Discovering the Silk Road Bistro/Choyhona and Uzbek food was a good thing! What’s Uzbek? It refers to Uzbekistan – a landlocked country in Asia surrounded on its southern rim by Iran and Afghanistan and to the north by Kazakstan. In ancient days, Uzbek cities like Samarkand were in the center of the “Silk Road” trade between China and Europe which generated huge wealth in the region. The “Silk Road” Bistro, located in a small store front on Reisterstown Road (near the intersection with Slade Avenue) is owned and run by Uzbek immigrants who have made Baltimore their home. (FYI – the manager explained that “Choyhona” is Uzbek for the English equivalent of “Tea House” and appropriate since the drinking of green tea is an important social custom in Uzbekistan.)
When the Silk Road opened in 2010, its owner stated their hope for the new restaurant:
“We wanted our “Silk Road” to continue that tradition here in the United States as a place where people from all different backgrounds could meet and talk, exchange news of different countries and parts of the world, conduct business or celebrate with the entire family, all while savoring our delicious Uzbek food over a hot cup of green tea.”
Inside, the small bistro with a dozen tables are placed in a pleasant dining room which looks much nicer than you might expect.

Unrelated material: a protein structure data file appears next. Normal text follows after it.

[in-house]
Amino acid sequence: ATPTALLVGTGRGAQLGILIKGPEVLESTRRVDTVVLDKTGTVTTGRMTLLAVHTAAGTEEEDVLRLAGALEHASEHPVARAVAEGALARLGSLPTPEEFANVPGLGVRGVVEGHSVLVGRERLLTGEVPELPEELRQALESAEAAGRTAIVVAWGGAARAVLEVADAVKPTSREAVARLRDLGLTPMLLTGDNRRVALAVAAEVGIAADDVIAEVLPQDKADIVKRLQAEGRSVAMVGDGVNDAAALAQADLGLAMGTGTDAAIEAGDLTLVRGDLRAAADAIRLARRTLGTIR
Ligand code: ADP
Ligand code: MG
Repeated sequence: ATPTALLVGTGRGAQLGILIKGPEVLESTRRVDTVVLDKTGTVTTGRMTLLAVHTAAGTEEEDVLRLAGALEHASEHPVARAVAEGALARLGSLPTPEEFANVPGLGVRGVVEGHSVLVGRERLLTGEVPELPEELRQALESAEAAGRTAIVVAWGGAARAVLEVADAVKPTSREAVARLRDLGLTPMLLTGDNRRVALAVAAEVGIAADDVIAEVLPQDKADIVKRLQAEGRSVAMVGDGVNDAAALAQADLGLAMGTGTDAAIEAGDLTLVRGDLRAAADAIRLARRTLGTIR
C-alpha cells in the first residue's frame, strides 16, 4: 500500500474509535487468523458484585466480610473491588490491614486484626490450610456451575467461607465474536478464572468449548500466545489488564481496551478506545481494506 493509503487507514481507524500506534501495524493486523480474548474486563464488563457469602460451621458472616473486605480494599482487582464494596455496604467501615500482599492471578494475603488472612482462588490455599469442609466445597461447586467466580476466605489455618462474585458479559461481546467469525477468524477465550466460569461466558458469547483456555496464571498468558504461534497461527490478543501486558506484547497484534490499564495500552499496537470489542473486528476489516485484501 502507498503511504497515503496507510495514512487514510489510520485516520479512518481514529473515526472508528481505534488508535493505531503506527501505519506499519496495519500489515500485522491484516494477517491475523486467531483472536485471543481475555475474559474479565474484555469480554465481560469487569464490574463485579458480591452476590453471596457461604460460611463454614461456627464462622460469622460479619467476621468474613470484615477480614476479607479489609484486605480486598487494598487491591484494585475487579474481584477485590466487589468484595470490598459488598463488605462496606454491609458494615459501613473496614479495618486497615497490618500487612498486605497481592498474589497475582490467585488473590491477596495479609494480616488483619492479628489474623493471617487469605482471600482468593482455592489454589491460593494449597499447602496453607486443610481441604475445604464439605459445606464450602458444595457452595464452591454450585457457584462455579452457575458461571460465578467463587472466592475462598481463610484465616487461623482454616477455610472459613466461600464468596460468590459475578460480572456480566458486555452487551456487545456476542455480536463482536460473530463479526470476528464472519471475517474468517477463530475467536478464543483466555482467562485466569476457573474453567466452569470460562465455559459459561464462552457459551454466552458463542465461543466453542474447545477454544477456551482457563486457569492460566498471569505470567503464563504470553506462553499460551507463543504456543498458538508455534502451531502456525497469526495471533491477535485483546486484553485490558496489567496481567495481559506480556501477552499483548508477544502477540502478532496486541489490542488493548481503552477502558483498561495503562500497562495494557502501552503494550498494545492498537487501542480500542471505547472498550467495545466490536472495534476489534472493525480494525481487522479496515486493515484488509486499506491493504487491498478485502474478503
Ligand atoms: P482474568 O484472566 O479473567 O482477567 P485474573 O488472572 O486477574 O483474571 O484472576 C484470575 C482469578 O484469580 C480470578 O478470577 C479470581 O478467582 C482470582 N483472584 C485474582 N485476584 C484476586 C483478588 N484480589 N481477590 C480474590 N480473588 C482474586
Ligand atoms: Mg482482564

The Silk Road’s menu offers a variety of very reasonable priced foods. It includes ten appetizers ($2.50 – $8), Six soups ($4.49/cup, $5.49 bowl), a dozen special salads (most $6), Shish Kebabs (including a large variety of different meats, shrimp or just plain veggies; skewers with 4-5 large pieces of lamb, beef or chicken are just an amazingly affordable $4!), and ten entrees (including specialties like Plov, Manti and Chicken Tabaka are $8-$9). A very traditional Uzbek bread is $2 (and if you enjoy bread, this is definitely something to try!) The first time we ate at the Silk Road, we started by sharing two appetizers – Samsa and Kutabi (both $2.50 each!) The Samsa (similar to Indian Samosa) were delicious with a crispy pastry stuffed with chopped beef, onions and house spices.
The Kutabi comes available with either a ground meat or veggie/herb filling – we tried both (the meat got a quick Thumbs Up from all of us who tried it!)
John has tried the traditional Shurba soup and Marty tried Borsh (the Uzbek equivalent of borscht). Both soups easily got a Thumbs Up! from both of us!
The attractive and eye-catching dishes are made by hand in Uzbekistan!
For main courses, our friend Paul tried a $4 basic lamb Kabob and Tom tried the crispy Manti ($7.20) dumplings that can be filled with your choice of Beef, Potato or Veggies. John tried the traditional Plov dish ($7.20) with chunks of tender beef and slivered carrots on top of deliciously seasoned rice.
John has also tried the Tashkent salad ($7 – Layered fresh tomatoes, cucumbers, radishes and greens covered with feta cheese) which proved to be really delicious. Apparently when Uzbek food says covered in feta, they mean it! <Wink> The Tashkent proved to be one more Thumbs Up sampling!